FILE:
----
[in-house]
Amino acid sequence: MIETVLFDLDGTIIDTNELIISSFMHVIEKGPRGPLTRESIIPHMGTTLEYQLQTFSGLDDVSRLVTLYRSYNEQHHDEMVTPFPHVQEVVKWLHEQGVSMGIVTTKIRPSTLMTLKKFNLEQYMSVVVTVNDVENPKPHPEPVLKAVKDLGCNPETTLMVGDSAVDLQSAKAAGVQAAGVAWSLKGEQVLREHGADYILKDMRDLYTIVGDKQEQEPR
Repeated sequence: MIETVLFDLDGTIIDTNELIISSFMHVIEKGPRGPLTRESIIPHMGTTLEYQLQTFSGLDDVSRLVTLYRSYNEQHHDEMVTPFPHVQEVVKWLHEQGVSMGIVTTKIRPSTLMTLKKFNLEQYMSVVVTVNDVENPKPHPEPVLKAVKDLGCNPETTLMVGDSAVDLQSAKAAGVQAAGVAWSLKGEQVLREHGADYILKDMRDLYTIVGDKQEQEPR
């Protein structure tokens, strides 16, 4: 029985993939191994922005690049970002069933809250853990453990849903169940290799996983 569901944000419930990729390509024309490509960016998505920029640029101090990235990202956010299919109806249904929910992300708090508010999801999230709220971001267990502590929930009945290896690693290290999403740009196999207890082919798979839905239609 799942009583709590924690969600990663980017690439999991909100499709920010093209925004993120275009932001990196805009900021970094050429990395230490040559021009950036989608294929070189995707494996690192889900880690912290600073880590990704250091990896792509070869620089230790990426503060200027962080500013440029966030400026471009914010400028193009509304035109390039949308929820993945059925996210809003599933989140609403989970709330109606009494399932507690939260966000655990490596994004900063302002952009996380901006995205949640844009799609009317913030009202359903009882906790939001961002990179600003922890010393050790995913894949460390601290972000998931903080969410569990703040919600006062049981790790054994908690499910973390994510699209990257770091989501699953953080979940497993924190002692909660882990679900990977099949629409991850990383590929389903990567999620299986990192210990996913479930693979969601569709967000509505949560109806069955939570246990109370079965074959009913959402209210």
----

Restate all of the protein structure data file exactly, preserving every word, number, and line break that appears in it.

[in-house]
Amino acid sequence: MIETVLFDLDGTIIDTNELIISSFMHVIEKGPRGPLTRESIIPHMGTTLEYQLQTFSGLDDVSRLVTLYRSYNEQHHDEMVTPFPHVQEVVKWLHEQGVSMGIVTTKIRPSTLMTLKKFNLEQYMSVVVTVNDVENPKPHPEPVLKAVKDLGCNPETTLMVGDSAVDLQSAKAAGVQAAGVAWSLKGEQVLREHGADYILKDMRDLYTIVGDKQEQEPR
Repeated sequence: MIETVLFDLDGTIIDTNELIISSFMHVIEKGPRGPLTRESIIPHMGTTLEYQLQTFSGLDDVSRLVTLYRSYNEQHHDEMVTPFPHVQEVVKWLHEQGVSMGIVTTKIRPSTLMTLKKFNLEQYMSVVVTVNDVENPKPHPEPVLKAVKDLGCNPETTLMVGDSAVDLQSAKAAGVQAAGVAWSLKGEQVLREHGADYILKDMRDLYTIVGDKQEQEPR
């Protein structure tokens, strides 16, 4: 029985993939191994922005690049970002069933809250853990453990849903169940290799996983 569901944000419930990729390509024309490509960016998505920029640029101090990235990202956010299919109806249904929910992300708090508010999801999230709220971001267990502590929930009945290896690693290290999403740009196999207890082919798979839905239609 799942009583709590924690969600990663980017690439999991909100499709920010093209925004993120275009932001990196805009900021970094050429990395230490040559021009950036989608294929070189995707494996690192889900880690912290600073880590990704250091990896792509070869620089230790990426503060200027962080500013440029966030400026471009914010400028193009509304035109390039949308929820993945059925996210809003599933989140609403989970709330109606009494399932507690939260966000655990490596994004900063302002952009996380901006995205949640844009799609009317913030009202359903009882906790939001961002990179600003922890010393050790995913894949460390601290972000998931903080969410569990703040919600006062049981790790054994908690499910973390994510699209990257770091989501699953953080979940497993924190002692909660882990679900990977099949629409991850990383590929389903990567999620299986990192210990996913479930693979969601569709967000509505949560109806069955939570246990109370079965074959009913959402209210």